Square peg, round hole

There is more than one way to skin a rabbit and there is more than one way to defeat an opponent. In the matter of life and death, doing whatever works is what counts. On a good day, your opponent may fall onto his own sword, while on a bad day you may fall onto your own. With so many variables at play, chance always deals a hand and there is no prospect of a guarantee. However, we train to raise our odds by working with what we know and have control over. We study how to defeat uke’s body, mind and spirit, we learn how to protect our own, and we train to recognise and command the relationships between them to win the advantage.
If what works counts, then taking advantage of conditions to achieve ‘what works’ is the object of our training. Our methods need to be adaptable and repeatable, and so we should realise the great benefits of basing adaptable taijutsu on strong foundations.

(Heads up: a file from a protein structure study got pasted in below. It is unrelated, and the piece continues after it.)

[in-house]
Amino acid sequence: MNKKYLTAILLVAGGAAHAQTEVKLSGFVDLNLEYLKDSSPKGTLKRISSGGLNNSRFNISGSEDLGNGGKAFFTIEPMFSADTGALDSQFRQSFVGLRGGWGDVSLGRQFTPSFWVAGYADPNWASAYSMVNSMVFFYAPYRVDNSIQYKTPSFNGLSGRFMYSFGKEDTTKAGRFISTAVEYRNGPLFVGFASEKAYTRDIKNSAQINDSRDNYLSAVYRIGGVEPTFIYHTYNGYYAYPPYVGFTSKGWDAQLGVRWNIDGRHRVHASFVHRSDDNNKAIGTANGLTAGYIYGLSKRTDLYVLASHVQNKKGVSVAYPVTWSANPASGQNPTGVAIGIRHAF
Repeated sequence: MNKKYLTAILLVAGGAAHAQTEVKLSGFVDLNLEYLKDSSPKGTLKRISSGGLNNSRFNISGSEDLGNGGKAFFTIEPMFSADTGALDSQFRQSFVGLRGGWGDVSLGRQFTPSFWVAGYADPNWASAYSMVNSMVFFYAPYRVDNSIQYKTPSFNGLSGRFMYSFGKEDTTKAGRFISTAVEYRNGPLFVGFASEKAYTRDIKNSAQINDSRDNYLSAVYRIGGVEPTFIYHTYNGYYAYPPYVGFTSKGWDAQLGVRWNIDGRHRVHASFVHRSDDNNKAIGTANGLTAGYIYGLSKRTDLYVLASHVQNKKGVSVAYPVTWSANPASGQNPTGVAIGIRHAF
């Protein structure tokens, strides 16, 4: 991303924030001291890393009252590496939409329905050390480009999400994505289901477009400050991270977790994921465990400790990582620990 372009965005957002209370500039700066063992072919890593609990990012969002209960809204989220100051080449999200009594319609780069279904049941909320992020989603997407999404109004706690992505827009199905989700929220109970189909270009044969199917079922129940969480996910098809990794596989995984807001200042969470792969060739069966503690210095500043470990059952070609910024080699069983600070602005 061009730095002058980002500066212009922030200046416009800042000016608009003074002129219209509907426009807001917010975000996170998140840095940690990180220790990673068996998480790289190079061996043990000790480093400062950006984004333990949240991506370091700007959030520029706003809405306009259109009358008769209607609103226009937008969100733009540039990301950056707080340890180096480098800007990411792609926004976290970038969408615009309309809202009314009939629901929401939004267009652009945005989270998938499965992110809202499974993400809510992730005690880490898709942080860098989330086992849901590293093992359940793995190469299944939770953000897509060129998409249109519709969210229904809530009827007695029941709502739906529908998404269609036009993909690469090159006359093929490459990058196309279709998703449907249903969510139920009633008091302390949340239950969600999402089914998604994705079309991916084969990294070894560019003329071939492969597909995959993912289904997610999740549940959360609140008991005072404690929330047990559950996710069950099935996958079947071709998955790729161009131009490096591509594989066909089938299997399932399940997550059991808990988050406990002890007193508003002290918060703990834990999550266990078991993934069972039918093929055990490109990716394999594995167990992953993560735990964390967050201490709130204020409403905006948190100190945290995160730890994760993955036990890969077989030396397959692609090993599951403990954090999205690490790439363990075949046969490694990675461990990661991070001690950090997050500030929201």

Good training requires that we train both with and without form, and we begin to realise that one exists within the other. There is no form but function, and the expression of function is form. Sounds deep, but this unites the ideal and the real within our training so that we are free to run without falling over.
We practice set techniques (form) to develop movement, position, timing and tactics and as we progress we also discover the inner principles, feelings and subtleties. Consistent practice develops our capacity for formlessness, and through this we can realise our ability to respond appropriately and utilise conditions freely.
Training should begin with the practice of form to build a good foundation. With correct training, things will develop from here if the student takes ownership of their taijutsu. Improvement continually depends more and more on the student. It is easy to teach movement, but difficult to create a perceptive, creative and free martial artist.